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Conserving Water Safely in the Garden

By: Jeff Durham - Updated: 10 Jul 2010 | comments*Discuss
 
Conserving Water In The Garden Water

Water is an extremely precious commodity and no doubt that many keen gardeners will have been affected by hose pipe bans at some time or other. The fact is that there are so many different ways in which you can conserve water in the garden. Some methods are more obvious than others but, in many instances, it’s simply a matter of knowing all the different tricks and tips which will help you become a much more environmentally friendly gardener which, after all, is what most gardeners would aspire to be.

Collecting Rainwater

Collecting rainwater in water butts and other containers is one of the best ways to conserve water to be used again whenever there’s a dry spell. Of course, you need to be careful how you collect it and to make sure the container is safe and secured from any small children or pets which could drown if they fell into it or from creepy crawlies which could get into it but your garden centre will be able to advise you on the many different types of secure rainwater collection systems and containers that are on the market. Water butts can also be fitted to pipes and used to collect water which has been used for the washing machine, dishwasher, bath tub etc. which can all be used again on the garden. Obviously, grey, used water should be dispersed onto the soil and not directly onto any fruit or vegetable plants you intend to eat and you should only use biodegradable detergents if you’re looking to recycle your water in this way.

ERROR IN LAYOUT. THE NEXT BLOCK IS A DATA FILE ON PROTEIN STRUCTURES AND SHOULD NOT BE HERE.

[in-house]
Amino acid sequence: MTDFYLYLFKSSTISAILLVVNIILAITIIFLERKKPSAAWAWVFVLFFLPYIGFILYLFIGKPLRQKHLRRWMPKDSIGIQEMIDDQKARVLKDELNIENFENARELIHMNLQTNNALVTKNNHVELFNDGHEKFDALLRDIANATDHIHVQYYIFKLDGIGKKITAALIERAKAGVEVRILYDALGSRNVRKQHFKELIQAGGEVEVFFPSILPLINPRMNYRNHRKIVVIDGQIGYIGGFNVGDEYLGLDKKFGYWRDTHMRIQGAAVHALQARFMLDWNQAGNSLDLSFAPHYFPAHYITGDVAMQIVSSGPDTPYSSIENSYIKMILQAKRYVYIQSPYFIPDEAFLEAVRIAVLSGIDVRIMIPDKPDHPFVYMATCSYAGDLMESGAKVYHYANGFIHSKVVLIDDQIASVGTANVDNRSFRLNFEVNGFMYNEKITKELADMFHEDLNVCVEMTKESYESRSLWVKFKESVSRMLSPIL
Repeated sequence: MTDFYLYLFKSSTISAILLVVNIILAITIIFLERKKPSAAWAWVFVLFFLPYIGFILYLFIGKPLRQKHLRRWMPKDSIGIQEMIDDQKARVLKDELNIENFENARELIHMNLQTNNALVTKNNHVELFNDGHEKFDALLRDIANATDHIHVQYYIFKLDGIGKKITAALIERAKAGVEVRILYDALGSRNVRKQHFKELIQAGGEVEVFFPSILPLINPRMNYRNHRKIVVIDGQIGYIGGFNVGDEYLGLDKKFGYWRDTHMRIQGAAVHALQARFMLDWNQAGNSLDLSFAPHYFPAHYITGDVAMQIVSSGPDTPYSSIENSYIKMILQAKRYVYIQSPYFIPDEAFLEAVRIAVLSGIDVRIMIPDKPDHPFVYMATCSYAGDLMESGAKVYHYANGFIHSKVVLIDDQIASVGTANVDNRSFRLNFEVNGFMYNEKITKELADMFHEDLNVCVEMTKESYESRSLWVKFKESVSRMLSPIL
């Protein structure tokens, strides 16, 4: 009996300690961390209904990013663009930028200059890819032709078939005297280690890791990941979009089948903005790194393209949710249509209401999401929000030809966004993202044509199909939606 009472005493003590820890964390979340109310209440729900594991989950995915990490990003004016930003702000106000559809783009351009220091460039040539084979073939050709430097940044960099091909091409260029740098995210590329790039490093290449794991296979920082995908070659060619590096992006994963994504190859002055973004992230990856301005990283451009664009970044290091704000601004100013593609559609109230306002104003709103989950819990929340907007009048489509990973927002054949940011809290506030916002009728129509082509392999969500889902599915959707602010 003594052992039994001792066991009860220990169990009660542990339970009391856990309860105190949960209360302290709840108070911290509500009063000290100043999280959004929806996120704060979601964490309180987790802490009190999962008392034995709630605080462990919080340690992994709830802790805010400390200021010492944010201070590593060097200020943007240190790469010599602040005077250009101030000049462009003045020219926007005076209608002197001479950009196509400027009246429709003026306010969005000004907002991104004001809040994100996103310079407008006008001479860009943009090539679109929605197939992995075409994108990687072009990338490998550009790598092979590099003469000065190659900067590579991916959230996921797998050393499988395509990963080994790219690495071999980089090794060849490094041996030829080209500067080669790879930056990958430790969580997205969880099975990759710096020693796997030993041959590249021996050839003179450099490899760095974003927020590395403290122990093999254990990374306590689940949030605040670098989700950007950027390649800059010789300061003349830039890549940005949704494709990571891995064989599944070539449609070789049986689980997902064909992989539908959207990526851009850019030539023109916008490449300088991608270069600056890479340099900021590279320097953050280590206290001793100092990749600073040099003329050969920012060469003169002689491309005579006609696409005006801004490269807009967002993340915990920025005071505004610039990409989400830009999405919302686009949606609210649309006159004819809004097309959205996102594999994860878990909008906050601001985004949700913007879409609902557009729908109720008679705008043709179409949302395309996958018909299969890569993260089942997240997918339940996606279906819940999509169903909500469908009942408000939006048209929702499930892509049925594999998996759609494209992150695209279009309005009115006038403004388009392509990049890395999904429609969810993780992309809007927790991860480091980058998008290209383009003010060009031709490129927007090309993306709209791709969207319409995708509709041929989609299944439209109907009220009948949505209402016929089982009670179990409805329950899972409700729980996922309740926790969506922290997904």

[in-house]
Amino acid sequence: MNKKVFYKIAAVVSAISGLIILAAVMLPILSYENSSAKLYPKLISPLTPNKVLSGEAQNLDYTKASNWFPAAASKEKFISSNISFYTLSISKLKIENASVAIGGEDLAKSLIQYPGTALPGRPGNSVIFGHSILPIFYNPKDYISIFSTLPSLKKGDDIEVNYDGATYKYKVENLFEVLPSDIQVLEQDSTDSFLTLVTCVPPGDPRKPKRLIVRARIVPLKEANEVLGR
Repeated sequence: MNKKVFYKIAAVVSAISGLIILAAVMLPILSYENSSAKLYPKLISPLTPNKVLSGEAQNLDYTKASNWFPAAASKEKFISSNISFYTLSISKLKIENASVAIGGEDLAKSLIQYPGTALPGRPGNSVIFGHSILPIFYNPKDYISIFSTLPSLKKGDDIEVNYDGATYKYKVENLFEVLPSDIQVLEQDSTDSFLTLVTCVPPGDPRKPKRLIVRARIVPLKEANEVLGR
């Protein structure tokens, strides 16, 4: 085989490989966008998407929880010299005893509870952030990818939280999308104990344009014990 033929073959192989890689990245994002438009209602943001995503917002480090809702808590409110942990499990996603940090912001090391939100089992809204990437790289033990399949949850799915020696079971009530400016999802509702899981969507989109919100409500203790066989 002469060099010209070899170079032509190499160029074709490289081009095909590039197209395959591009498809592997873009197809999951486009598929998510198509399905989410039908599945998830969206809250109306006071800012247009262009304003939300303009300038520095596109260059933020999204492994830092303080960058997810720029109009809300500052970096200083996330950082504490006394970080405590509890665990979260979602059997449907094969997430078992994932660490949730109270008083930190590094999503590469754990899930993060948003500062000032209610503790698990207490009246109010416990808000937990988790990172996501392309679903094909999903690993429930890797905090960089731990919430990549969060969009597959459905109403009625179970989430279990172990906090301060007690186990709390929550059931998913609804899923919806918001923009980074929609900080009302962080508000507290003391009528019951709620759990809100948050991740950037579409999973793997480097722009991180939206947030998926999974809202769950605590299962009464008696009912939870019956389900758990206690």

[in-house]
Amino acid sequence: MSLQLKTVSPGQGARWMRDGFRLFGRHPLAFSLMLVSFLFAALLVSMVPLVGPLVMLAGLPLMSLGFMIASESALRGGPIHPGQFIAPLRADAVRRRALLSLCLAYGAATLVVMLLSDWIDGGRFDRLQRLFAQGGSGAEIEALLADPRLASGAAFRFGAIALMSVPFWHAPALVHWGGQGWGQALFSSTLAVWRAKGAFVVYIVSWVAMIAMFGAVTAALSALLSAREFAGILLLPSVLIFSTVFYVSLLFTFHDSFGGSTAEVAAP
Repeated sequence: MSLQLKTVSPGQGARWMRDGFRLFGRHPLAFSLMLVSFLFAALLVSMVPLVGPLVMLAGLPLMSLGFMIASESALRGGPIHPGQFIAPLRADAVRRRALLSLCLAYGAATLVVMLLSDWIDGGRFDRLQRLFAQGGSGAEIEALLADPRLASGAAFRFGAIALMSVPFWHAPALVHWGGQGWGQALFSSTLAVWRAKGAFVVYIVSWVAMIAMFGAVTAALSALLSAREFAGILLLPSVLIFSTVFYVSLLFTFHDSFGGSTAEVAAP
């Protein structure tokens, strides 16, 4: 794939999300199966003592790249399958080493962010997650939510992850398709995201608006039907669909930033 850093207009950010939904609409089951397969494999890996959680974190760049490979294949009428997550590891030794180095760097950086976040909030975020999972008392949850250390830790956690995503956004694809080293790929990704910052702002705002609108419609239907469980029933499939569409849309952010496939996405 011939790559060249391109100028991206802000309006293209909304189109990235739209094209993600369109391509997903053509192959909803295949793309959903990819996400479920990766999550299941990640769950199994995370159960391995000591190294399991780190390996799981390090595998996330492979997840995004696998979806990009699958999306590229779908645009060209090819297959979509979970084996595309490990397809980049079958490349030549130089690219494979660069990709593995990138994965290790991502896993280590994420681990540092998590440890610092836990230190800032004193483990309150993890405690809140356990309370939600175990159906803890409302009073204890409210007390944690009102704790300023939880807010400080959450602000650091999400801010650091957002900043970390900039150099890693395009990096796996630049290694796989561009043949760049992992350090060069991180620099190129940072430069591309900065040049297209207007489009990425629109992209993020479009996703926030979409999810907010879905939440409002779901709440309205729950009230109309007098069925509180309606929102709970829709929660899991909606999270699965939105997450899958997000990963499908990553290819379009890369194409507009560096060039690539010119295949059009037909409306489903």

Mulching and Compost

Using mulch like bark, gravel and wood chips helps to prevent water evaporation which also hinders weed growth which, in turn, saves water. Composting is very easy to do and the valuable nutrients contained within a compost heap help to keep the soil moist.

Water Your Garden at an Appropriate Time

Grass can stay healthy for longer than you’d think without needing to be manually watered but in a real dry, barren spell, the best time to water your garden is either in the early morning or, even better still, when the sun goes down at dusk as the grass will benefit from having all evening, overnight and early morning to reap the benefits of the water before the sun dries it out.

Use a Watering Can

Hoses use far more water than your garden and plants need. Yes, they might be quicker than using a watering can but you will be conserving water better if you use a can. Sprinkler systems and water conservation simply don’t go together so if you care enough about the latter, you should ditch your sprinkler system.

Pipes and Plumbing

Always check your external pipes, connections and plumbing to ensure that you’re not suffering from water loss through leakage. Even a dripping tap will waste gallons of water over a relatively short period if it is left undetected or is not repaired.

Weed Regularly

Every drop of water that you use in the garden should be going on keeping the plants you want alive and not the plants you don’t want so you need to weed your garden regularly, especially in the summer months as weeds get thirsty too and for every one of those you feed, a much loved plant is missing out.

There are other things you can do to help conserve water in the garden. Planting away from strong drying winds will mean that your plants can retain their water for longer. One thorough soak a week of your plants in a dry period is far better than watering them little and often. By dousing them once a week, their roots will grow deeper as they probe more deeply for the water well below the surface so they’ll become stronger as a result.

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